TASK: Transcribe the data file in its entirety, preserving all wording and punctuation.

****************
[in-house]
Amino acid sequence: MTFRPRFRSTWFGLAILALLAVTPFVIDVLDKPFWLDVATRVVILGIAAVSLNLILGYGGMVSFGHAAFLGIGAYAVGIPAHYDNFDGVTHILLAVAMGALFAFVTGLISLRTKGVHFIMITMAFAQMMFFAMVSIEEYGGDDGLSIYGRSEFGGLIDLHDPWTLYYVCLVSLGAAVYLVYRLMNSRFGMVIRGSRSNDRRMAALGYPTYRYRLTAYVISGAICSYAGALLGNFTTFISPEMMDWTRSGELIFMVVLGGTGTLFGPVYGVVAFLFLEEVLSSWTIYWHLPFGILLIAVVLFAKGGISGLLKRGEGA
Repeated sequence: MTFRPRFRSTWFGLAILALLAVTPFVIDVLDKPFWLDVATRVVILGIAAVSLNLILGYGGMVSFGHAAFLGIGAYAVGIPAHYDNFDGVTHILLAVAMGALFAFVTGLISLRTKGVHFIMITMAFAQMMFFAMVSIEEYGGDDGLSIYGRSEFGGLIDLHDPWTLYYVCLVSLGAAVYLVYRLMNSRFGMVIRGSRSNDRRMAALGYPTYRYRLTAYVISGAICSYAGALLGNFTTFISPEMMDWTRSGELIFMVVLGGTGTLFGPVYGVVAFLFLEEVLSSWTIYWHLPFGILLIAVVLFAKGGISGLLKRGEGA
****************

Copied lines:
[in-house]
Amino acid sequence: MTFRPRFRSTWFGLAILALLAVTPFVIDVLDKPFWLDVATRVVILGIAAVSLNLILGYGGMVSFGHAAFLGIGAYAVGIPAHYDNFDGVTHILLAVAMGALFAFVTGLISLRTKGVHFIMITMAFAQMMFFAMVSIEEYGGDDGLSIYGRSEFGGLIDLHDPWTLYYVCLVSLGAAVYLVYRLMNSRFGMVIRGSRSNDRRMAALGYPTYRYRLTAYVISGAICSYAGALLGNFTTFISPEMMDWTRSGELIFMVVLGGTGTLFGPVYGVVAFLFLEEVLSSWTIYWHLPFGILLIAVVLFAKGGISGLLKRGEGA
Repeated sequence: MTFRPRFRSTWFGLAILALLAVTPFVIDVLDKPFWLDVATRVVILGIAAVSLNLILGYGGMVSFGHAAFLGIGAYAVGIPAHYDNFDGVTHILLAVAMGALFAFVTGLISLRTKGVHFIMITMAFAQMMFFAMVSIEEYGGDDGLSIYGRSEFGGLIDLHDPWTLYYVCLVSLGAAVYLVYRLMNSRFGMVIRGSRSNDRRMAALGYPTYRYRLTAYVISGAICSYAGALLGNFTTFISPEMMDWTRSGELIFMVVLGGTGTLFGPVYGVVAFLFLEEVLSSWTIYWHLPFGILLIAVVLFAKGGISGLLKRGEGA